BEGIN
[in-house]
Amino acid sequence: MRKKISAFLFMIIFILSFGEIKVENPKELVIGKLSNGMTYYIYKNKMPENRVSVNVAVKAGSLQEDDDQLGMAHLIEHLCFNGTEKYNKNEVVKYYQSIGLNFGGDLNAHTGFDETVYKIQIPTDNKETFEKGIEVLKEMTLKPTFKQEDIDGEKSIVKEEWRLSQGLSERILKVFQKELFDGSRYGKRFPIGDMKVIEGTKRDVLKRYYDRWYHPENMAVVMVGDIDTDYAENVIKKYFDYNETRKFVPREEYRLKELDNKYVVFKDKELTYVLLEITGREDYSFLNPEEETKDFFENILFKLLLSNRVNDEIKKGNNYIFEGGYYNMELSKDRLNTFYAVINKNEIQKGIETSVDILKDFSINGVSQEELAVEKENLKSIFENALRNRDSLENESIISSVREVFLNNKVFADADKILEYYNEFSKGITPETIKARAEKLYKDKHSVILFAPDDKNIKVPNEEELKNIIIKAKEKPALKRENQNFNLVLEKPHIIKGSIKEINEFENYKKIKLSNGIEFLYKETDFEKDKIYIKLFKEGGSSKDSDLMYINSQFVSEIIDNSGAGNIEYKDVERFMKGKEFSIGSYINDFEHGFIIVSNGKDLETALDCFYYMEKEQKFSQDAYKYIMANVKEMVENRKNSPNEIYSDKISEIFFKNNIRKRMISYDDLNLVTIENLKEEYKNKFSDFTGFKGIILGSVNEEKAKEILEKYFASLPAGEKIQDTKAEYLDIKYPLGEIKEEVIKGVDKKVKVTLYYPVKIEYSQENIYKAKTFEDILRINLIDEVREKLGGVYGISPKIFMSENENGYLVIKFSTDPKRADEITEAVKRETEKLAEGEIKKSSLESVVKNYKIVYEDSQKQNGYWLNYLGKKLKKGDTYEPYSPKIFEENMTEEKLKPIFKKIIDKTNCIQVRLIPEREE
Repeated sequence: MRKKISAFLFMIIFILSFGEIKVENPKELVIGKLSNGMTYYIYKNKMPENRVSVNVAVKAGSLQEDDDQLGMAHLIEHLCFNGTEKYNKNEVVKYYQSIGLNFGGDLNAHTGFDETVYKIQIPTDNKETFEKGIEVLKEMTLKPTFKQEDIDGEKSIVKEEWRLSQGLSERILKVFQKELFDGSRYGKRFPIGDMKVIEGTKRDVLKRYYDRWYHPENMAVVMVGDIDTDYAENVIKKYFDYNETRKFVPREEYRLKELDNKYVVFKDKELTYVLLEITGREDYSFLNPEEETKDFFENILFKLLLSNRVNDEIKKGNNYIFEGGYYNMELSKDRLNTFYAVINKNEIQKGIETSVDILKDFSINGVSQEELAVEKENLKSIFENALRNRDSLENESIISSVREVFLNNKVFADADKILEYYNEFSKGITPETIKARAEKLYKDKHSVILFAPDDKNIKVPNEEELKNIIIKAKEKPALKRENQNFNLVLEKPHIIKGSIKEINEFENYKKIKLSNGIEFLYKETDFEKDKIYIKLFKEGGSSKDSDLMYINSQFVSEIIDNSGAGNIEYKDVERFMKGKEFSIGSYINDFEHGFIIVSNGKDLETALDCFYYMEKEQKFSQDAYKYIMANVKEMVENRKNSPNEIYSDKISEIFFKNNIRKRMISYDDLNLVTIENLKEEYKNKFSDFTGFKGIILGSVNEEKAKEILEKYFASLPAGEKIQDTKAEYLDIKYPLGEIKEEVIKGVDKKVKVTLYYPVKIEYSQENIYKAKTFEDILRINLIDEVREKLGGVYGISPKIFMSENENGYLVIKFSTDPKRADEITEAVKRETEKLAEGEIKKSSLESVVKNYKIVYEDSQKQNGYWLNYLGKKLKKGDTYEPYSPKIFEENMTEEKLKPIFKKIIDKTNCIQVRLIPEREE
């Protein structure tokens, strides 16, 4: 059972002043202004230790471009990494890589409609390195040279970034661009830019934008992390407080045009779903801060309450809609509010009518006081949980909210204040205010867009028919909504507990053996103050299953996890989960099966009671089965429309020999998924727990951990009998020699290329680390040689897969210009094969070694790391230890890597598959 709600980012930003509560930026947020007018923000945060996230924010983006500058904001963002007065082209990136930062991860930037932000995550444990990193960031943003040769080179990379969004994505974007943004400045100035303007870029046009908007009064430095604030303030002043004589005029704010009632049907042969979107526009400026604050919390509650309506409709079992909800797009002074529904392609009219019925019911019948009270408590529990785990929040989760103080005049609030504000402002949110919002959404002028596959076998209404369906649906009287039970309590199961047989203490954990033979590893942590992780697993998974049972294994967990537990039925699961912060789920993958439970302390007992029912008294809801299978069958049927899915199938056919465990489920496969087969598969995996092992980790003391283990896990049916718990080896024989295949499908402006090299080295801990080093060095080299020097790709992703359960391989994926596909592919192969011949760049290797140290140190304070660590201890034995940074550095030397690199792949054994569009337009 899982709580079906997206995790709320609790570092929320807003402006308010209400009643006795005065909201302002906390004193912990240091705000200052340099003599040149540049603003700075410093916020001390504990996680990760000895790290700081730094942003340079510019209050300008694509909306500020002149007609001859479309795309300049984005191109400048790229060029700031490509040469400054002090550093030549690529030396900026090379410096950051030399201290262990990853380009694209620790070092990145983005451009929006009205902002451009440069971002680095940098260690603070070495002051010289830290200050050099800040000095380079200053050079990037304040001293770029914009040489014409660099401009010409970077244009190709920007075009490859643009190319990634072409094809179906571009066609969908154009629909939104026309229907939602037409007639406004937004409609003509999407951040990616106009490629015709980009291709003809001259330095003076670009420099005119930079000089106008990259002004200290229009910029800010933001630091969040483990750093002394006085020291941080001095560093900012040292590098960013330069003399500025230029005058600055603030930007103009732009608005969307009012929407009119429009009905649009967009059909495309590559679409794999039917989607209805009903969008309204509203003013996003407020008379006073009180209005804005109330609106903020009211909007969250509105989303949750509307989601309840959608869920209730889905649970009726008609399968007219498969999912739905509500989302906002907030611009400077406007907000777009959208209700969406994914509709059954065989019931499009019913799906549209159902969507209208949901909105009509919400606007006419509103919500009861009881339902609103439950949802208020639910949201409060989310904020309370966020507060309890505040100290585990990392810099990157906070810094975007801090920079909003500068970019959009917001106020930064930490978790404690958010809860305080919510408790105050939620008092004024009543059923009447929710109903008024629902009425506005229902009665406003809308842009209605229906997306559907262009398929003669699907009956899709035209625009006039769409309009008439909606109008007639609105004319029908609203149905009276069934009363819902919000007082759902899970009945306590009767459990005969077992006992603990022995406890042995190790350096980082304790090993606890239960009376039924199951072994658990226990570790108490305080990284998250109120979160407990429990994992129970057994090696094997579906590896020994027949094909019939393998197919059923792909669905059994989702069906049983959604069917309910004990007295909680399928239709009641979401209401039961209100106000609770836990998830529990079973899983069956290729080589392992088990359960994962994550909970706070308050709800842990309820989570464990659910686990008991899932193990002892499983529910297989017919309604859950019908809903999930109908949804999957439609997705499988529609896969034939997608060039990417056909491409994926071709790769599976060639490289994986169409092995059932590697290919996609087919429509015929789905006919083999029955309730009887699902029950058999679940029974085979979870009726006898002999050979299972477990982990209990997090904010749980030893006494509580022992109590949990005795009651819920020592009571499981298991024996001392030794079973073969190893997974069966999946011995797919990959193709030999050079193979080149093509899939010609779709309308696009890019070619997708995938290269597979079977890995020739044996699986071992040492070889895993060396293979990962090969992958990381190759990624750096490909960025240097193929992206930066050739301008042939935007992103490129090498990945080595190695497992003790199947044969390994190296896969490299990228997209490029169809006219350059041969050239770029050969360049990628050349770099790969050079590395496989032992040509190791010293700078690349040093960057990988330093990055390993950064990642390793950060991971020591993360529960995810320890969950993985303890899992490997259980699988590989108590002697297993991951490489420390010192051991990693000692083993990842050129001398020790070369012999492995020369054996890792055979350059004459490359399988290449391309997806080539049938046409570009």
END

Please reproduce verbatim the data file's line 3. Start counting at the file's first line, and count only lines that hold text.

Repeated sequence: MRKKISAFLFMIIFILSFGEIKVENPKELVIGKLSNGMTYYIYKNKMPENRVSVNVAVKAGSLQEDDDQLGMAHLIEHLCFNGTEKYNKNEVVKYYQSIGLNFGGDLNAHTGFDETVYKIQIPTDNKETFEKGIEVLKEMTLKPTFKQEDIDGEKSIVKEEWRLSQGLSERILKVFQKELFDGSRYGKRFPIGDMKVIEGTKRDVLKRYYDRWYHPENMAVVMVGDIDTDYAENVIKKYFDYNETRKFVPREEYRLKELDNKYVVFKDKELTYVLLEITGREDYSFLNPEEETKDFFENILFKLLLSNRVNDEIKKGNNYIFEGGYYNMELSKDRLNTFYAVINKNEIQKGIETSVDILKDFSINGVSQEELAVEKENLKSIFENALRNRDSLENESIISSVREVFLNNKVFADADKILEYYNEFSKGITPETIKARAEKLYKDKHSVILFAPDDKNIKVPNEEELKNIIIKAKEKPALKRENQNFNLVLEKPHIIKGSIKEINEFENYKKIKLSNGIEFLYKETDFEKDKIYIKLFKEGGSSKDSDLMYINSQFVSEIIDNSGAGNIEYKDVERFMKGKEFSIGSYINDFEHGFIIVSNGKDLETALDCFYYMEKEQKFSQDAYKYIMANVKEMVENRKNSPNEIYSDKISEIFFKNNIRKRMISYDDLNLVTIENLKEEYKNKFSDFTGFKGIILGSVNEEKAKEILEKYFASLPAGEKIQDTKAEYLDIKYPLGEIKEEVIKGVDKKVKVTLYYPVKIEYSQENIYKAKTFEDILRINLIDEVREKLGGVYGISPKIFMSENENGYLVIKFSTDPKRADEITEAVKRETEKLAEGEIKKSSLESVVKNYKIVYEDSQKQNGYWLNYLGKKLKKGDTYEPYSPKIFEENMTEEKLKPIFKKIIDKTNCIQVRLIPEREE